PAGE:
The bullish view is that the slowing in the economy is temporary; weather, high gas prices and climbing food prices are pulling the economy lower. There is however a hard core group of forecasters, mostly those whose business requires investments in equities, that will continue their bullish outlook on the belief all those factors will go away soon. The word "temporary" is being tossed around loosely, yes the economic decline is temporary but we need some definition of the word in terms of specifics. The more realistic view, at least in our opinion is that consumers have a long way to go ion repairing their balance sheets and re-adjusting to the "new normal" economy that appears to be ignored by Wall Street. As long as house prices continue to fall and people increasingly lose faith in our political leaders businesses will not increase hiring, unemployment will remain high and the economy will stagnate with only minor growth.

 

Crude oil is falling this morning on the soft jobs report, weaker economic outlook means less oil usage. The DJIA opened at 9:30 down -110, the 10 yr note +21/32 2.96% -7 bp and mortgage prices +15/32 (.47 bp).

 

Will there be a QE 3 from the Fed given the weakening economy? The more important question is; will a QE 3 actually help the economy? QE 2 didn't help much as is evident by recent data, housing still in depression and unemployment increasing again. The Fed;s QE 2 pushed investors into the equity markets, but did noting to help consumers or the all-important housing markets. Low interest rates are welcome, however the level of interest rates are not the issue.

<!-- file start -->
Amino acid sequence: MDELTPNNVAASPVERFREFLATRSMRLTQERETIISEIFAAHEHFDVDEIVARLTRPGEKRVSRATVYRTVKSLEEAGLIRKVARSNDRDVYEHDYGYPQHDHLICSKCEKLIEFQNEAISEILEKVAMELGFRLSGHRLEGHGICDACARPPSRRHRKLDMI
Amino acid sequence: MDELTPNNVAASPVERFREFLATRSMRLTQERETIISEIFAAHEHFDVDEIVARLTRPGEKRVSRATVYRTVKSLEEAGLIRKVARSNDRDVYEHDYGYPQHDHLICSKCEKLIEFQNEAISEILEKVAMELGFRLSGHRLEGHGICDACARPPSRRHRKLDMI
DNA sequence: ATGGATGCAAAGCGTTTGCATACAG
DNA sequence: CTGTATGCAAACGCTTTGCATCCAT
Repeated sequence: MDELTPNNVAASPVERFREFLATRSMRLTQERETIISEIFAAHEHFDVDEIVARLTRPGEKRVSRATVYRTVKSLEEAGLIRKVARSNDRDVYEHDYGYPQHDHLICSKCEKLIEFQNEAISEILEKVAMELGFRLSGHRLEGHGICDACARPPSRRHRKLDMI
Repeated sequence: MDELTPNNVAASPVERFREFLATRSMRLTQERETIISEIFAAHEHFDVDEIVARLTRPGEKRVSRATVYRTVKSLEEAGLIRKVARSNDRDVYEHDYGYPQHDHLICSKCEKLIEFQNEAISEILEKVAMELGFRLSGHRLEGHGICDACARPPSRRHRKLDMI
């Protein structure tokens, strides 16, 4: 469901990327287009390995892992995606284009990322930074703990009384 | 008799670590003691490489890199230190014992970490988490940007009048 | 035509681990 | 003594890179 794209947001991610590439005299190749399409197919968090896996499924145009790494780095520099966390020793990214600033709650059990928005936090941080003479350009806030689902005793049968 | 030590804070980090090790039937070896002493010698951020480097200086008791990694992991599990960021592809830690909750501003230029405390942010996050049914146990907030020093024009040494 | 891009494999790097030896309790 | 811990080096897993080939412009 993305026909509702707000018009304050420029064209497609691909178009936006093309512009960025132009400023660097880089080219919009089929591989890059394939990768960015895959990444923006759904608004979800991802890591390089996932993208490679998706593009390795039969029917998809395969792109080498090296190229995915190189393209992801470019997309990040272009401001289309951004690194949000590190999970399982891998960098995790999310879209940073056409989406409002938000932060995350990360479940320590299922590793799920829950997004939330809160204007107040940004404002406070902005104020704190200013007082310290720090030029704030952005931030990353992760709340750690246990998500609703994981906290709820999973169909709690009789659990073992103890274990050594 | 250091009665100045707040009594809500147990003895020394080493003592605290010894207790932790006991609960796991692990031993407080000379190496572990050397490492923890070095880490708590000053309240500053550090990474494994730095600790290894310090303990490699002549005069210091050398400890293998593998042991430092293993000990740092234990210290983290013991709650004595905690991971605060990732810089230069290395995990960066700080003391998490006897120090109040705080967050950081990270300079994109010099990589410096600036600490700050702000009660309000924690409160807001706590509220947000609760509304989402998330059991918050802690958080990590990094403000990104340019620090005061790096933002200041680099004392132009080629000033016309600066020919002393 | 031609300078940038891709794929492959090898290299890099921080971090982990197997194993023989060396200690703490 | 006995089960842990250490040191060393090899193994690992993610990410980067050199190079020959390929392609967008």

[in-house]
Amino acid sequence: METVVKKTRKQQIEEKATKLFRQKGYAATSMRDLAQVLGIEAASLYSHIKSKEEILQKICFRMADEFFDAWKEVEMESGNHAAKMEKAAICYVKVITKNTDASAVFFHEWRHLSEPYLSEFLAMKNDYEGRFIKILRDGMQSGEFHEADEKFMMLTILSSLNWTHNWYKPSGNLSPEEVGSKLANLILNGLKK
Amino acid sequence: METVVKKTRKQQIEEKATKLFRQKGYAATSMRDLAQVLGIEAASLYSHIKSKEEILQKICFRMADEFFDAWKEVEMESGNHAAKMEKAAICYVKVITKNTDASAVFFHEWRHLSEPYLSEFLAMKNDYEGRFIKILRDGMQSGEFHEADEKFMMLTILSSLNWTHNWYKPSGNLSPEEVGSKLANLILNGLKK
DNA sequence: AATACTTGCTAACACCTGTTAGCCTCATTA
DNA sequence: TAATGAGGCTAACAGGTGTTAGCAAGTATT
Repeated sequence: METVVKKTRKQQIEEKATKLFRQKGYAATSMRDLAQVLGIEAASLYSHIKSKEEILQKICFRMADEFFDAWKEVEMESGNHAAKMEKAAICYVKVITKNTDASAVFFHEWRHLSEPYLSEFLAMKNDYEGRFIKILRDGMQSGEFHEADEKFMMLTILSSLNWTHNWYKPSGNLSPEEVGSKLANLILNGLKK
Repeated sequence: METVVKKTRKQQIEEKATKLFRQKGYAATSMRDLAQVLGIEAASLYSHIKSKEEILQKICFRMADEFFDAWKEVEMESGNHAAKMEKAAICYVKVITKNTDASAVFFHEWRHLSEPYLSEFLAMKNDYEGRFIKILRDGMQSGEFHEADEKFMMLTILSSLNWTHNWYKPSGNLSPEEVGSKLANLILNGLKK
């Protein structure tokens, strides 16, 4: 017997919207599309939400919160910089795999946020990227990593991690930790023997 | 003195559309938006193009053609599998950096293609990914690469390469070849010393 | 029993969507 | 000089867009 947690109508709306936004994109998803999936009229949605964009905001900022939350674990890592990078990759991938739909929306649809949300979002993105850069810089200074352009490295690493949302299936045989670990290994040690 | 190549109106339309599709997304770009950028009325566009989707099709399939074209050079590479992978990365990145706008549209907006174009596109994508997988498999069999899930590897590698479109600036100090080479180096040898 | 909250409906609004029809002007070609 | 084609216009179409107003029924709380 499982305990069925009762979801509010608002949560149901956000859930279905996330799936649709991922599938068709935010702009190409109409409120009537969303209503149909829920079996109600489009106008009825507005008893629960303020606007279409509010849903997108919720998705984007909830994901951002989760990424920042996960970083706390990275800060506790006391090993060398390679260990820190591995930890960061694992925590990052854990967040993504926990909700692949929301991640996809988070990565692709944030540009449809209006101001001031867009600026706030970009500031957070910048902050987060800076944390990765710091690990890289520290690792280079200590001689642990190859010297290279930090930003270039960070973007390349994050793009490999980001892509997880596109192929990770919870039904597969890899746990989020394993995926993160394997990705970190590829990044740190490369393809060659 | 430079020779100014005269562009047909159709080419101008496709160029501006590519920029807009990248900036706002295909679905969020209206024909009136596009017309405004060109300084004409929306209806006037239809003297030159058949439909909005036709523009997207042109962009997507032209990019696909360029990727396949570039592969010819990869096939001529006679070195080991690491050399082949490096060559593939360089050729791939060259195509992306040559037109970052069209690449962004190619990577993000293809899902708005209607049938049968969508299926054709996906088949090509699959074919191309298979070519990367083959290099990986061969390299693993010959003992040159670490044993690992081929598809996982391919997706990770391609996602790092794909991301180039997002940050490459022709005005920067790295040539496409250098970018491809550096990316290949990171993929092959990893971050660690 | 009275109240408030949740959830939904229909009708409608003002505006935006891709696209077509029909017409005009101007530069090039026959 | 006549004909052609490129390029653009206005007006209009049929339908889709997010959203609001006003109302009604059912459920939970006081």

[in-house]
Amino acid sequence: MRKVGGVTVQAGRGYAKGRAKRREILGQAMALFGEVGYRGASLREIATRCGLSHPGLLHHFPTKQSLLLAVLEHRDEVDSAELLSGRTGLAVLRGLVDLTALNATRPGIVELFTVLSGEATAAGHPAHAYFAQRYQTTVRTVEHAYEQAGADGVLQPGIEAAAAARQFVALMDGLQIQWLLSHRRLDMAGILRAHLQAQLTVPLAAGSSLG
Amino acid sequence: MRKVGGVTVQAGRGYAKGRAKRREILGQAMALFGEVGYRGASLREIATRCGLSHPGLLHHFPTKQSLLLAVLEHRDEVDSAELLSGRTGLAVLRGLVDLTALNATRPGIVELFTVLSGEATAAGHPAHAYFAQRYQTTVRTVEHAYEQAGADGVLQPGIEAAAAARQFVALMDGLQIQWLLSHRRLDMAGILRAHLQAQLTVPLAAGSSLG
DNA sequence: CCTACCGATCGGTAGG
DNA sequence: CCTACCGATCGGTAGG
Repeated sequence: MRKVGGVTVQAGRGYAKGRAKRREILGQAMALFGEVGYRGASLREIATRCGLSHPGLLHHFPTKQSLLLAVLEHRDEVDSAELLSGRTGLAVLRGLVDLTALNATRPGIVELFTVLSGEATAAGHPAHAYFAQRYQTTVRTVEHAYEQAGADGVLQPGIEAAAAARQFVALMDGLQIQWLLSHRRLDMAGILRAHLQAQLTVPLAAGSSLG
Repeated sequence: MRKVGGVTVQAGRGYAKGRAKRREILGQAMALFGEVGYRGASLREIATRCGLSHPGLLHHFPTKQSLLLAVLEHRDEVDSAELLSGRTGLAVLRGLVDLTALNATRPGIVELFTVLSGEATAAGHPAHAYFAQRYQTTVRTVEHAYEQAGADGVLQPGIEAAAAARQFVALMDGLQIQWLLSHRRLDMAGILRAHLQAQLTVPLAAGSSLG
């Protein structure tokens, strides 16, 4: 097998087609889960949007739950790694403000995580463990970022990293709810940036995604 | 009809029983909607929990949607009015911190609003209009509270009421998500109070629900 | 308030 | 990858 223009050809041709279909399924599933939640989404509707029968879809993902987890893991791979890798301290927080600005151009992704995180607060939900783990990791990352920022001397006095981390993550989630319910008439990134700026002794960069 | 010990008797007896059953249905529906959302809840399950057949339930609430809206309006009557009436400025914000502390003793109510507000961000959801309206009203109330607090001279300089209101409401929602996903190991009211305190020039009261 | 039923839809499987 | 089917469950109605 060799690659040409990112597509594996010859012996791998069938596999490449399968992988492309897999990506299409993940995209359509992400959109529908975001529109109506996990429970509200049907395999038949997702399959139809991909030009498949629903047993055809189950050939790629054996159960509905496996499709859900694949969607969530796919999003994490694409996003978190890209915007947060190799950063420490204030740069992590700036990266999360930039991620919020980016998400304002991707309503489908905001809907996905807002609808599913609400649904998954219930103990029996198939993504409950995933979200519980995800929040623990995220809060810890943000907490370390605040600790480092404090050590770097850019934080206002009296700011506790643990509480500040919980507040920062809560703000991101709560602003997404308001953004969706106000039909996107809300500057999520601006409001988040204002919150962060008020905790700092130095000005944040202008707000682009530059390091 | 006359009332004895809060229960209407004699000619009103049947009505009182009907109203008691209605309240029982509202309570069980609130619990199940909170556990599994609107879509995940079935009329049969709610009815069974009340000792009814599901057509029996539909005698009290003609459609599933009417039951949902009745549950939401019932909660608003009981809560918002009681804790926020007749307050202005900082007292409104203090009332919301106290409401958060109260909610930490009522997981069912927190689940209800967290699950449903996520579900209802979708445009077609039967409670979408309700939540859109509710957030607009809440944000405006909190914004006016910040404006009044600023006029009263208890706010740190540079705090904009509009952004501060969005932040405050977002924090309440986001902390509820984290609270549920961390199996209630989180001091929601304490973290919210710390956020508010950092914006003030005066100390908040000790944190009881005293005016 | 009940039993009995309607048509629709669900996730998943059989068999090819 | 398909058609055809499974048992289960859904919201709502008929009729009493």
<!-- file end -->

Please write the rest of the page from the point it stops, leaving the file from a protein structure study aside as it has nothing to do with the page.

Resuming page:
At 10:00 the May ISM services sector data; the overall index expected at 54 frm 52.8 in April, actually increased to 54.6. New orders up to 56.8 frm 52.7, prices pd 69.6 frm 70.1 and employment 54.0 frm 51.9. The report is the best report seen in the past two weeks on the economy. it wasn't huge but anything better will keep interest rates from declining much the rest of the day. The initial reaction helped the stock indexes off their worst levels and took a few clicks off the 10 yr and mortgage prices.